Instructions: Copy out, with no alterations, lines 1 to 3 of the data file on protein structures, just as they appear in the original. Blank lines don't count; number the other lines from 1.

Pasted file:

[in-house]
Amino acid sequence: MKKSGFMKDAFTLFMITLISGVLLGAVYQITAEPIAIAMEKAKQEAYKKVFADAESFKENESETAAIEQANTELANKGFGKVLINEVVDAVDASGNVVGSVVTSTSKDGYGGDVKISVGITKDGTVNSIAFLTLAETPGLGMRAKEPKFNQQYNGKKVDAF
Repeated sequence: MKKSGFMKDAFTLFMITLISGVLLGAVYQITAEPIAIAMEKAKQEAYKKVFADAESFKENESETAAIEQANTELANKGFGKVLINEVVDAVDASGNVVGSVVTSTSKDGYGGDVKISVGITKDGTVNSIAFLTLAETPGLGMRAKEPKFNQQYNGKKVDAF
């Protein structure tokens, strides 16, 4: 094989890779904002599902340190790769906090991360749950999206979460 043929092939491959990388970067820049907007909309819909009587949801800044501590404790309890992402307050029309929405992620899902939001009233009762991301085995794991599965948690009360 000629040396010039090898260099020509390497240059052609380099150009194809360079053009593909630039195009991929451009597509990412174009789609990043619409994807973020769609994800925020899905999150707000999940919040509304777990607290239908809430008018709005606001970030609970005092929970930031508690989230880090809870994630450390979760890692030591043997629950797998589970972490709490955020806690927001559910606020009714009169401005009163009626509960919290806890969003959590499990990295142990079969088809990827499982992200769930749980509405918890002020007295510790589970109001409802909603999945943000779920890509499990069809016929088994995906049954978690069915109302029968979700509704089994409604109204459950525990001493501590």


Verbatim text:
[in-house]
Amino acid sequence: MKKSGFMKDAFTLFMITLISGVLLGAVYQITAEPIAIAMEKAKQEAYKKVFADAESFKENESETAAIEQANTELANKGFGKVLINEVVDAVDASGNVVGSVVTSTSKDGYGGDVKISVGITKDGTVNSIAFLTLAETPGLGMRAKEPKFNQQYNGKKVDAF
Repeated sequence: MKKSGFMKDAFTLFMITLISGVLLGAVYQITAEPIAIAMEKAKQEAYKKVFADAESFKENESETAAIEQANTELANKGFGKVLINEVVDAVDASGNVVGSVVTSTSKDGYGGDVKISVGITKDGTVNSIAFLTLAETPGLGMRAKEPKFNQQYNGKKVDAF